Libraries loaning “things” isn’t a new concept. They were part of the sharing economy before it was cool. You could check out at the Newark (N.J.) Public Library back in 1904.
The oldest continuously operating toy library began in 1935, when a dime store owner decided that instead of chasing kids for stealing toys, he would loan out his surplus stock.
The Library of Things pull-out poster, illustrated by Brian Mead.
Click to expand the odder items circulating at libraries in North America.
Libraries aren’t just for books. Like Harry Potter’s Room of Requirements, they’ll transform into what you need them to be.
The Library of Things collections have expanded to include:art and craft, electronics, musical instruments, kitchen gear, science and maker, tools, and toys. There’s usually a small charge for items.
The classic Stanley Knife: reliable, sturdy, lasts longer than most marriages. Available for £1 a day from @libraryofthings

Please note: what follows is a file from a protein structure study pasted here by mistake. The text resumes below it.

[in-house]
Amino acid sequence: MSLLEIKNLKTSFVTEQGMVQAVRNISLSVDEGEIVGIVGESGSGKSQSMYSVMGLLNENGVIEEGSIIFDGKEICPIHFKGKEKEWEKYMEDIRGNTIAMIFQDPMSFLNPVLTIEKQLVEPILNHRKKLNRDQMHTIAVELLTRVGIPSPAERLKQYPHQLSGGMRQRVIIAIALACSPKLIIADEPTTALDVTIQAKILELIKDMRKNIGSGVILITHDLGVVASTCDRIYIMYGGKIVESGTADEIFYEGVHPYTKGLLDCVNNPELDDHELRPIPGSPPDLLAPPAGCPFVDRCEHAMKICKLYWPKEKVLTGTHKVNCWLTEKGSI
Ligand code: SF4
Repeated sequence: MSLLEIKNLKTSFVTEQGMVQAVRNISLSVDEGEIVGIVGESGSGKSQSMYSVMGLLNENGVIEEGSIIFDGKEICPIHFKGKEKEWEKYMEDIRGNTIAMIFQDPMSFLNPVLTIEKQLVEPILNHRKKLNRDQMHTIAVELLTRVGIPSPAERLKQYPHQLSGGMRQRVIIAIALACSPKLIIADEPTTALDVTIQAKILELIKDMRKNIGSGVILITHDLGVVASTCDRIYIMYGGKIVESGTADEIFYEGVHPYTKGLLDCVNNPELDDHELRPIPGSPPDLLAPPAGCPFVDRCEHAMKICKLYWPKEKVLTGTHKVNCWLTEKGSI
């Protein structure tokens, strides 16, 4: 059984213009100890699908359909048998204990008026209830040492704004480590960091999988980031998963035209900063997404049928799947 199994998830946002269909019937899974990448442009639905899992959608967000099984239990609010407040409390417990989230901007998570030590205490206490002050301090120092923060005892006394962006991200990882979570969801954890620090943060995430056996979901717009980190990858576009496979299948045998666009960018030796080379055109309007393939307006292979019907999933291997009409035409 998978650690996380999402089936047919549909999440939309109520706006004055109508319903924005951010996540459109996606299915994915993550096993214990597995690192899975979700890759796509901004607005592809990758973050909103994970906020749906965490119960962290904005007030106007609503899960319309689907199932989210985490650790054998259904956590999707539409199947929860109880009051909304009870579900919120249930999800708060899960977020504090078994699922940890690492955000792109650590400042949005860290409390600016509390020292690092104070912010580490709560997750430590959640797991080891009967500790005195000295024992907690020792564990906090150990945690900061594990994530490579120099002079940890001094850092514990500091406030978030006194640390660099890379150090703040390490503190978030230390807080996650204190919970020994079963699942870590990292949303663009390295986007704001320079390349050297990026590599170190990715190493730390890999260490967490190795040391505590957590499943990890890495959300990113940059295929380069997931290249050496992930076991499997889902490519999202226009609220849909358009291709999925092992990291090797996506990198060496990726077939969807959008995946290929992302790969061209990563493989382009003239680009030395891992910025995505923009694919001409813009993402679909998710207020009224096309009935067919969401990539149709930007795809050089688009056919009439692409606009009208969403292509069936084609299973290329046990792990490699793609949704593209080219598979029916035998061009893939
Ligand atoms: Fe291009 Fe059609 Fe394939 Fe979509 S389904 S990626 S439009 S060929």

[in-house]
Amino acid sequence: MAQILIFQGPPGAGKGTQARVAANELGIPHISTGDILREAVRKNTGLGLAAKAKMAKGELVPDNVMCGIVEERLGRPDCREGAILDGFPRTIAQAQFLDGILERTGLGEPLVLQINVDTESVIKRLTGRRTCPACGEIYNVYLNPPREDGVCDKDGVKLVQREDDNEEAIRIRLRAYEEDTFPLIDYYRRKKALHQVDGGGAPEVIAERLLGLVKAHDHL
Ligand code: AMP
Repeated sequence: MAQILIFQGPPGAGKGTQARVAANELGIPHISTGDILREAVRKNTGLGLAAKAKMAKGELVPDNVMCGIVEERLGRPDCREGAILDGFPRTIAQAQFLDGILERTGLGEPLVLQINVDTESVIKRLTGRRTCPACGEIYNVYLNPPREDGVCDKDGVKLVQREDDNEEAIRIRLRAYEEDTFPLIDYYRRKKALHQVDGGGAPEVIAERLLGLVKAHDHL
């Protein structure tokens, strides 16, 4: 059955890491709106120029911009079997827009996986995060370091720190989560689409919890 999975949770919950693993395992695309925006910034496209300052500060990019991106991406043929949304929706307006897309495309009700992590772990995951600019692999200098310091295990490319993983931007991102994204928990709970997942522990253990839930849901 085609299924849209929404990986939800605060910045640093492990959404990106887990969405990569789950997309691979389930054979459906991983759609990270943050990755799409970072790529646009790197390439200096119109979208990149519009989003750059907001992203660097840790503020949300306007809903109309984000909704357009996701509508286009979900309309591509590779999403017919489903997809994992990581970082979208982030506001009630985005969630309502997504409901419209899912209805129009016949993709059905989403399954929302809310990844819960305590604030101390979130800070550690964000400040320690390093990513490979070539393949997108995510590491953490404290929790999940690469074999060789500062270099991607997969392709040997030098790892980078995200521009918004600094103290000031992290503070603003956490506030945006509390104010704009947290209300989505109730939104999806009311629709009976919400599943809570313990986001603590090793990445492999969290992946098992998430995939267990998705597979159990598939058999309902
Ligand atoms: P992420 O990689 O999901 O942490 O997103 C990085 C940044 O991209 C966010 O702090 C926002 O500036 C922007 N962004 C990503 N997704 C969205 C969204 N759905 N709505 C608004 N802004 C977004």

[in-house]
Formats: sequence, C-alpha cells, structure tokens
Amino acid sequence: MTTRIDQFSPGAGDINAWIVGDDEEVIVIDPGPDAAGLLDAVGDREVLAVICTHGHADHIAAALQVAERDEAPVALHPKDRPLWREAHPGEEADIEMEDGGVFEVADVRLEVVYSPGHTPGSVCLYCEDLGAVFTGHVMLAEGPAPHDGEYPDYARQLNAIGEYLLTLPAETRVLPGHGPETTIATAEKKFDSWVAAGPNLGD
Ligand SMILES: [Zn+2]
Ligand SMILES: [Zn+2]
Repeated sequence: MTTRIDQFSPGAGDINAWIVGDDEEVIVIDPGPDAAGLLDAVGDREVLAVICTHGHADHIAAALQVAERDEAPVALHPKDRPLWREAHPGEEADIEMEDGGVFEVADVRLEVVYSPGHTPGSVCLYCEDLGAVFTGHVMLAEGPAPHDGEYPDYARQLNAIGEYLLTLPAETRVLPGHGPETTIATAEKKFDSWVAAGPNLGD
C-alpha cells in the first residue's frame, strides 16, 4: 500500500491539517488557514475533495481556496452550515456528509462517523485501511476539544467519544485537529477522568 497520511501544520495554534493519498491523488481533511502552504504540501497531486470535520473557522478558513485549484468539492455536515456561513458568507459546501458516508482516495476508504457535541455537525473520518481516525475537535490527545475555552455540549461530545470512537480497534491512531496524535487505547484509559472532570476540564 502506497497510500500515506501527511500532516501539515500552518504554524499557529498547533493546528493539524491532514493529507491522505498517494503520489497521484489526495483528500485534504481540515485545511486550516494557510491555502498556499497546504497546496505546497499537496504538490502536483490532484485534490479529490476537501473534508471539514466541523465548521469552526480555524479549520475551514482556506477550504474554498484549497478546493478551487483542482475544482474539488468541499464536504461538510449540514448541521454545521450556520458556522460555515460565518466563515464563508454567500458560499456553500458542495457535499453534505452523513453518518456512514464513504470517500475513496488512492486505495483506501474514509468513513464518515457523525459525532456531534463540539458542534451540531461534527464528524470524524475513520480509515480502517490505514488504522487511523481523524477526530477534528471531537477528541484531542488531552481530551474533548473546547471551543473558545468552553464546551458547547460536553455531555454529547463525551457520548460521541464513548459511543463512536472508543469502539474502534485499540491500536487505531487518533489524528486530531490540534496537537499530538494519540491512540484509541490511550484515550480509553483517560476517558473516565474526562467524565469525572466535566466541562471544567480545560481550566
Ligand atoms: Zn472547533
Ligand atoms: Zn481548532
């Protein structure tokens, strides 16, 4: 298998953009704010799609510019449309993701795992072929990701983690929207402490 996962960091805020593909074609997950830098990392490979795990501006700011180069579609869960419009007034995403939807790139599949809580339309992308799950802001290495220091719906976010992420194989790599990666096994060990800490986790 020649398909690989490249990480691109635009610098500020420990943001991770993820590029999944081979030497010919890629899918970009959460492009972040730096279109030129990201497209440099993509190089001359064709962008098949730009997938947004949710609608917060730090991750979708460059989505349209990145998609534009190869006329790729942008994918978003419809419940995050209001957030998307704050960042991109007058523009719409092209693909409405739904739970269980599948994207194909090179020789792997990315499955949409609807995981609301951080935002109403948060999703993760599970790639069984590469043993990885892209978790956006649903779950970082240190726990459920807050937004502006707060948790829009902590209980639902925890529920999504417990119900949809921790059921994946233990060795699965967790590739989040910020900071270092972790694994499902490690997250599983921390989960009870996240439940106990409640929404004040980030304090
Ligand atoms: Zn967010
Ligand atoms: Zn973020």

The London Library of Things, which launched in July 2016 with the help of a Kickstarter campaign, is free to join. Members can borrow up to five items per week and pay a fee for each item —around 50 pence for an adjustable wrench or about £10 for an outdoor gazebo.
Some libraries even loan out growing things. They allow users to ‘check out’ seeds for a growing season. Borrowers agree to plant the checked-out seeds and then return seeds from the yield to the collection for the following year.
The Oxford Library of Things says it is on a “mission to make borrowing better than buying” which will cut down on waste.
It loans out things like drills, bread makers, tile cutters and loppers.
According to the UK Library of Things Website:
90% of borrowers say they now have more money to spend on things important to them.
75% of borrowers feel better connected to their community because of Library of Things
Having used Library of Things, borrowers are 60% more likely to repair or recycle items.
Mending Meet-up @libraryofthings. Wouldn’t be the same without the swimming trunks & the elephant.
Some of the more unusual items available at the Pendleton community Library in Indiana are an electric typewriter, internet hotspots, and a telescope. The library also offers its patrons binge kits, which contain classic television shows and popcorn.
What’s in your Room of Requirements (besides a good book)?